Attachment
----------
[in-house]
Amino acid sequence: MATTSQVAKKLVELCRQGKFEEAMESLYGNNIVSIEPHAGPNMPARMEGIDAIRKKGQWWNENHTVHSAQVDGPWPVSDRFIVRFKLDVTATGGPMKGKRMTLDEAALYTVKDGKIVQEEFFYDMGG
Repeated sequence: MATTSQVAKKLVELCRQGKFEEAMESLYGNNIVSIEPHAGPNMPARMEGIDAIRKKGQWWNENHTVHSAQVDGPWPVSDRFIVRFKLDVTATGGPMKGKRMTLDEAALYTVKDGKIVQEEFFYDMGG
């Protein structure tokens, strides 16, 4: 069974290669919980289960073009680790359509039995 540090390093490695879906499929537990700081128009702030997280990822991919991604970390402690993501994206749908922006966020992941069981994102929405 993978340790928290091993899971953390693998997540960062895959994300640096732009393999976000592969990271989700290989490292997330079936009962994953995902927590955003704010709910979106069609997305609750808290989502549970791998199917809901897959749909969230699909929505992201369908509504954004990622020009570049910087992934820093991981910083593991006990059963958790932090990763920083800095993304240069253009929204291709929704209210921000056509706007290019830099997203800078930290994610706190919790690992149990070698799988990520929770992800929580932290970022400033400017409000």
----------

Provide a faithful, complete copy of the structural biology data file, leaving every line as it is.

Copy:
[in-house]
Amino acid sequence: MATTSQVAKKLVELCRQGKFEEAMESLYGNNIVSIEPHAGPNMPARMEGIDAIRKKGQWWNENHTVHSAQVDGPWPVSDRFIVRFKLDVTATGGPMKGKRMTLDEAALYTVKDGKIVQEEFFYDMGG
Repeated sequence: MATTSQVAKKLVELCRQGKFEEAMESLYGNNIVSIEPHAGPNMPARMEGIDAIRKKGQWWNENHTVHSAQVDGPWPVSDRFIVRFKLDVTATGGPMKGKRMTLDEAALYTVKDGKIVQEEFFYDMGG
């Protein structure tokens, strides 16, 4: 069974290669919980289960073009680790359509039995 540090390093490695879906499929537990700081128009702030997280990822991919991604970390402690993501994206749908922006966020992941069981994102929405 993978340790928290091993899971953390693998997540960062895959994300640096732009393999976000592969990271989700290989490292997330079936009962994953995902927590955003704010709910979106069609997305609750808290989502549970791998199917809901897959749909969230699909929505992201369908509504954004990622020009570049910087992934820093991981910083593991006990059963958790932090990763920083800095993304240069253009929204291709929704209210921000056509706007290019830099997203800078930290994610706190919790690992149990070698799988990520929770992800929580932290970022400033400017409000």